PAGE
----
Sharing Discussing Understanding

Commonwealth Journalists' Association


Julia Gillard holds an impromptu press conference on the Qantas strike at CHOGM 2011
Julia Gillard holds an impromptu press conference on the Qantas strike at CHOGM 2011 – Photo by Victoria Holdsworth

World leaders are in Perth on the west coast of Australia this week to take part in the biennial Commonwealth Heads of Government Meeting (CHOGM).

Amanda McClintock, 19, a Commonwealth Correspondent from Queensland, reports on the news breaking during the conference that Australia’s biggest airline, Qantas, has grounded all of its worldwide flights over an industrial dispute.

Australian airports have ground to a halt as the country’s national carrier suspended all domestic and international flights due to industrial action between the company and its employees.

Fully boarded flights were asked to disembark and collect their luggage from the carousels as the QANTAS CEO announced that the entire fleet was grounded indefinitely, causing confusion and panic across the nation. It was announced at 5pm AEDT that QANTAS would lock out all staff involved in industrial action as of 8pm Monday October 31st 2011 and as a precaution all flights would be halted right away.

The price and availability of flights on other airlines skyrocketed as customers tried to find another way home before they were stranded. As politicians dodged questions relating to the action that has and will be taken, the public wants to know what to do next and how this will affect them.

Unions and their members have been pushing for higher pay rates and better working conditions for several months now but it seems that there has been very little progress towards a resolution.

QANTAS CEO Alan Joyce says that this action, while unfortunate, was necessary and that it was all that could be done. “We are locking out until the unions withdraw their extreme claim and reach an agreement with us,” Mr Joyce said. “It’s an unbelievable decision, it’s a very hard decision … we have no alternative. This is the fastest way to ensure the airline gets back in the air.”

Union officials are furious about the action that has been taken saying that: “This is a pre-conceived, pre-planned attempt to hoodwink the shareholders, hoodwink the Australian community. Now it’s trying to hoodwink the company’s workforce.” Claiming that QANTAS has been refusing to negotiate with unions, they believe that the company is planning on moving the work overseas to Asia, resulting in a huge loss of jobs to Australia.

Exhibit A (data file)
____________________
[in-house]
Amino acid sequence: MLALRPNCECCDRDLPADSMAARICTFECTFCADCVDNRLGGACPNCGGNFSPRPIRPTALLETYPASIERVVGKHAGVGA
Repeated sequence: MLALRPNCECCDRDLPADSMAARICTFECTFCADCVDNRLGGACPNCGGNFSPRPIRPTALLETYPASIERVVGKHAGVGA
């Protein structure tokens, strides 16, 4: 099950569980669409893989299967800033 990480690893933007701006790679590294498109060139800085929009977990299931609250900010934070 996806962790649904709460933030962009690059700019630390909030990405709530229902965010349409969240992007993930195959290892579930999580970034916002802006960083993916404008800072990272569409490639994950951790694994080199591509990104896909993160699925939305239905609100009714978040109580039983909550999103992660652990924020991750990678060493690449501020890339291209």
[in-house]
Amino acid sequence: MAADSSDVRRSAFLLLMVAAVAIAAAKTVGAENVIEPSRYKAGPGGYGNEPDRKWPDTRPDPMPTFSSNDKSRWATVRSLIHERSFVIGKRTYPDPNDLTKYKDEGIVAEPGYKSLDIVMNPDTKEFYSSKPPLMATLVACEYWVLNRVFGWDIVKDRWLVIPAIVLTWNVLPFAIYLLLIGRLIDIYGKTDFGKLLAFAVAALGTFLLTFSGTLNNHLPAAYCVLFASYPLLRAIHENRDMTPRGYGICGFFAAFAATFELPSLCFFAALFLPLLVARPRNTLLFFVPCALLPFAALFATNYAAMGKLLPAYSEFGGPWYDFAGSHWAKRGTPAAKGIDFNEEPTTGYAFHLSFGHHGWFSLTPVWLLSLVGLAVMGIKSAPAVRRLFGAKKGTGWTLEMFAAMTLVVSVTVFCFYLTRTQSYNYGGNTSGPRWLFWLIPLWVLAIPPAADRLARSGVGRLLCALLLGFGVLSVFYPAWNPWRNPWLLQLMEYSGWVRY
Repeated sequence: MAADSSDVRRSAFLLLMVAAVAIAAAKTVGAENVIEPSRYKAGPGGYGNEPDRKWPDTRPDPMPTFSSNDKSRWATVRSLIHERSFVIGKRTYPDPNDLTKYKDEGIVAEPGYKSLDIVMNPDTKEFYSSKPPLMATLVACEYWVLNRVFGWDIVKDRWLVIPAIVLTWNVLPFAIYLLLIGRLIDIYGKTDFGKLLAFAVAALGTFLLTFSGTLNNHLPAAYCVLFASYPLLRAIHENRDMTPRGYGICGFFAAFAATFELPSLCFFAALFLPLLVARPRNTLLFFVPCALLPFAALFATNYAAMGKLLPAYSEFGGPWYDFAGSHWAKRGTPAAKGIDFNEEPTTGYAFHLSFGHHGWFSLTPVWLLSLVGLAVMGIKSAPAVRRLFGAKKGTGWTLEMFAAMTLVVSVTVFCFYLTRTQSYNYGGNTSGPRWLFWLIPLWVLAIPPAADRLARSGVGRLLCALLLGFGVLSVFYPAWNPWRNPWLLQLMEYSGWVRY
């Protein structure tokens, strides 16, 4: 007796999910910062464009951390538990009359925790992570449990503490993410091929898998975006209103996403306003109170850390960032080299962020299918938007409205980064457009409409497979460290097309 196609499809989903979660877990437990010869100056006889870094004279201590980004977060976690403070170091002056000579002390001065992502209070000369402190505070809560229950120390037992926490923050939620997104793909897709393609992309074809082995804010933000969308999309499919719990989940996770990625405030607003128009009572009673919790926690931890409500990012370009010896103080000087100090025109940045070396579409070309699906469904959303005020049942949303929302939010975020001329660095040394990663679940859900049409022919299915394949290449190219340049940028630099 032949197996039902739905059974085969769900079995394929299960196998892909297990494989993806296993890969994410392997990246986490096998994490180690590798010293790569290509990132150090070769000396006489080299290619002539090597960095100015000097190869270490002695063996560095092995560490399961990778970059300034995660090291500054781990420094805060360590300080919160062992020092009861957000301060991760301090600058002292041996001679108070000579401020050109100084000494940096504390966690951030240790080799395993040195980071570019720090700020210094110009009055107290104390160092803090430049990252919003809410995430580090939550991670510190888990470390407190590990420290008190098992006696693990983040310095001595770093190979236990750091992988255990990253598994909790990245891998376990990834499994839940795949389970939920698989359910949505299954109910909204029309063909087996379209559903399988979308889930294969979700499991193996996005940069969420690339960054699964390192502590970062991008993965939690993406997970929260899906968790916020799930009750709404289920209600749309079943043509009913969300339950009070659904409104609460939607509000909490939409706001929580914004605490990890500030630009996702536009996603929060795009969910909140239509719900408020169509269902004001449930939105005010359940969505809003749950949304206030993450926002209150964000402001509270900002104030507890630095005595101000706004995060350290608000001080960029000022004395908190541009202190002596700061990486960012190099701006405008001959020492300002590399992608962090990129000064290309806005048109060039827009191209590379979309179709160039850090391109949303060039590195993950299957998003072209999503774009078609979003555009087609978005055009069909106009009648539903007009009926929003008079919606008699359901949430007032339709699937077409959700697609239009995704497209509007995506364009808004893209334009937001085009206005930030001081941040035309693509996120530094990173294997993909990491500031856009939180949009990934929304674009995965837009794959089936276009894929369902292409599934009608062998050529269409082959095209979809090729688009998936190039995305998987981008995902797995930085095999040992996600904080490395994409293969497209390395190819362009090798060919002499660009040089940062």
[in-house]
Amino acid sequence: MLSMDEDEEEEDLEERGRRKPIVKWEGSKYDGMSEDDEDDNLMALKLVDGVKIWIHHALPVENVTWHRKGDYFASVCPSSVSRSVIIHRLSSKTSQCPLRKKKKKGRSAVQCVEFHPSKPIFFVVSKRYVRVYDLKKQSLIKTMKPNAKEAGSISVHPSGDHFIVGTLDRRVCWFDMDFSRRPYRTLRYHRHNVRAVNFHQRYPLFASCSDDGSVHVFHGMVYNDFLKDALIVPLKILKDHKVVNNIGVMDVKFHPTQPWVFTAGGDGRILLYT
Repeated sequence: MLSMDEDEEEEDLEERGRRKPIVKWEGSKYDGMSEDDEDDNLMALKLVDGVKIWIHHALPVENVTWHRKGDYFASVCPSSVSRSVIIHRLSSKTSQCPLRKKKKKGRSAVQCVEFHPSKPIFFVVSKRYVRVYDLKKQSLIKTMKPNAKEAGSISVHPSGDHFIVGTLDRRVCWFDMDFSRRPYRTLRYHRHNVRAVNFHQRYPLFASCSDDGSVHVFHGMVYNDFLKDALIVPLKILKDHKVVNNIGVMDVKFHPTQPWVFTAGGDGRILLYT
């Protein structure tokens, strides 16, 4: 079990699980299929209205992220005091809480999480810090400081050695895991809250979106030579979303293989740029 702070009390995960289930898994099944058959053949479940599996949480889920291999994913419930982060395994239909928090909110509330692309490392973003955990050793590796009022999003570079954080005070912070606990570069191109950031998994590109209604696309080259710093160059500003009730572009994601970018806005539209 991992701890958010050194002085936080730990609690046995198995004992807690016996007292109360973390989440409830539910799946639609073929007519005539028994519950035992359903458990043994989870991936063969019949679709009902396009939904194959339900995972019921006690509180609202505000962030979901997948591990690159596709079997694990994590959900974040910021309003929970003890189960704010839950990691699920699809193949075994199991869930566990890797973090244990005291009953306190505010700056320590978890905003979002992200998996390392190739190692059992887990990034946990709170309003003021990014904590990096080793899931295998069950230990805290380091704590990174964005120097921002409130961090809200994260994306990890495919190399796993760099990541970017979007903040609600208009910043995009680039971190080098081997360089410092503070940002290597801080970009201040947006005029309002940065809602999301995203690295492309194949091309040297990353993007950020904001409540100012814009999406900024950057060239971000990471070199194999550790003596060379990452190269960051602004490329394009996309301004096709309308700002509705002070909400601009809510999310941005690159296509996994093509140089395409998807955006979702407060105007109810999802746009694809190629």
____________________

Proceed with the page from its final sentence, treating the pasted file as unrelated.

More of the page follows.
Transport Minister Anthony Albanese shares the opinion of the unions and has been outraged by the action that QANTAS has undertaken. “QANTAS had not indicated that they wanted the Government to intervene, nor had the unions… either publicly or privately, so it is extraordinary that QANTAS has taken this action… I think it is certainly a breach of faith with the Government, the fact that there was no advanced notice of this action being taken by QANTAS,” he said during a press conference earlier today claiming that the government had no knowledge of the action until two o’clock this afternoon.

An emergency meeting with Fair Work Australia has been called and is taking place at the moment in an attempt to get planes back in the sky as soon as possible. If this is successful, QANTAS and unions will have 21 days during which no industrial action may take place and there will be a chance to sit down and attempt to negotiate around this issue once and for all.

QANTAS has assured passengers that they will refund tickets to any customers who wish to cancel their airfares and that they will reimburse daily expenses of up to $350 per day per person for passengers stranded away from home.

Whilst this action has and will affect 80,000 passengers across the world the opinions of the public are mixed. Many people are angry with QANTAS and Mr Joyce and the action that has been taken claiming that the issue should have been resolved months ago. Despite this, many people are also remaining loyal to the company placing the blame upon the unions for pushing for action that is not necessary given the circumstances.